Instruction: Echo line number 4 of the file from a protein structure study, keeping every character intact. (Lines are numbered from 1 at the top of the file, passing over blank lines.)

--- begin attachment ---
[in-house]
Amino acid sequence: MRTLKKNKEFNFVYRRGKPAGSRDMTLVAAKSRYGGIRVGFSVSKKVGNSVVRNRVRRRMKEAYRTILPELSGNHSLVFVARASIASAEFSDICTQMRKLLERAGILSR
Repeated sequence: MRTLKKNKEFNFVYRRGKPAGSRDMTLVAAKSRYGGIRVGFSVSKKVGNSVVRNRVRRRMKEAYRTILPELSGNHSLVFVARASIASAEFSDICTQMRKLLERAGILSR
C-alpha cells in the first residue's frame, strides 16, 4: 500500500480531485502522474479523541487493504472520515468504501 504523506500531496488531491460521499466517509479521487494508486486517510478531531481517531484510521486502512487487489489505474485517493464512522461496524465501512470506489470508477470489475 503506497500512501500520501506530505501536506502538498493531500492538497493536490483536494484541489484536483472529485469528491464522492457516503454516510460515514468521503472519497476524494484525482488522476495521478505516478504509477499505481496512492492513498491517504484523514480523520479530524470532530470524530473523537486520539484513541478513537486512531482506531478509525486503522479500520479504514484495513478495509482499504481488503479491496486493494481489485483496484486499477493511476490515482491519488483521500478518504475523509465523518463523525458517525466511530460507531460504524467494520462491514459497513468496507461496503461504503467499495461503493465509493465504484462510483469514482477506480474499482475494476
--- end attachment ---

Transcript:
C-alpha cells in the first residue's frame, strides 16, 4: 500500500480531485502522474479523541487493504472520515468504501 504523506500531496488531491460521499466517509479521487494508486486517510478531531481517531484510521486502512487487489489505474485517493464512522461496524465501512470506489470508477470489475 503506497500512501500520501506530505501536506502538498493531500492538497493536490483536494484541489484536483472529485469528491464522492457516503454516510460515514468521503472519497476524494484525482488522476495521478505516478504509477499505481496512492492513498491517504484523514480523520479530524470532530470524530473523537486520539484513541478513537486512531482506531478509525486503522479500520479504514484495513478495509482499504481488503479491496486493494481489485483496484486499477493511476490515482491519488483521500478518504475523509465523518463523525458517525466511530460507531460504524467494520462491514459497513468496507461496503461504503467499495461503493465509493465504484462510483469514482477506480474499482475494476